Amid the posturing and foot-dragging over a major legislative package to secure the Sacramento-San Joaquin River Delta and the water arteries that flow from it, the Legislature and Gov. Arnold Schwarzenegger this year quietly came together on important new laws to encourage cities to make better use of the water they have. That's especially important here in comparatively dry Southern California, where we'll have to rely more on local water than on any new imports from the north.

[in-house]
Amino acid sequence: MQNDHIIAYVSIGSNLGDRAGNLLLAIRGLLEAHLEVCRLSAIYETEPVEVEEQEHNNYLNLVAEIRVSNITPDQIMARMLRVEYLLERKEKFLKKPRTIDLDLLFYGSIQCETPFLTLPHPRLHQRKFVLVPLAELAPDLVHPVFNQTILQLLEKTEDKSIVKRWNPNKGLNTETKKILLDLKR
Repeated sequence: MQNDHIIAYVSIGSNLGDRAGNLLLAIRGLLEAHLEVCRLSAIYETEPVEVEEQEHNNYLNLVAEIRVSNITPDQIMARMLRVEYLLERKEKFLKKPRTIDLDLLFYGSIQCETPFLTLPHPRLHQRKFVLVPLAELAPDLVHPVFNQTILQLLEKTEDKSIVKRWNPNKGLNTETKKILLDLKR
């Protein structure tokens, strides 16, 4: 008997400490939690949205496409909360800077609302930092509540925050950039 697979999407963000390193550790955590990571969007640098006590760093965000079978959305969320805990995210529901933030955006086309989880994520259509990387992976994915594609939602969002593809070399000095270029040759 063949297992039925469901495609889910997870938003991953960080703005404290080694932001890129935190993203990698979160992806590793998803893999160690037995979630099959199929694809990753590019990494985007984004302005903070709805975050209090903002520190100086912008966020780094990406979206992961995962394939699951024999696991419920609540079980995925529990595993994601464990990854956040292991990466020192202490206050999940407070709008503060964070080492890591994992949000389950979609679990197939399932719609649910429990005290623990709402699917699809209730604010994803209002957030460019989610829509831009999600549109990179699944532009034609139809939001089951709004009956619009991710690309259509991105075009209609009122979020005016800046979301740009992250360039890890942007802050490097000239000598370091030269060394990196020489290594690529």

Schwarzenegger signed SB 790, which allows cities and other local agencies to apply for previously approved state bond money to recapture storm-water runoff that otherwise would flow, usually untreated, into the ocean. The bill by Sen. Fran Pavley (D-Agoura Hills) makes funds available from Proposition 84, a 2006 bond measure, and Proposition 50, a 2002 measure.
Even in non-drought years, Southern California's annual precipitation rate only slightly keeps the region out of the desert category, yet runoff from storms in the San Gabriel Mountains could supply us with much of our needs, recharging groundwater and filling catch ponds and wetlands -- if it didn't race through the basin and out to the sea. Even runoff from more urbanized areas could, and should, be captured.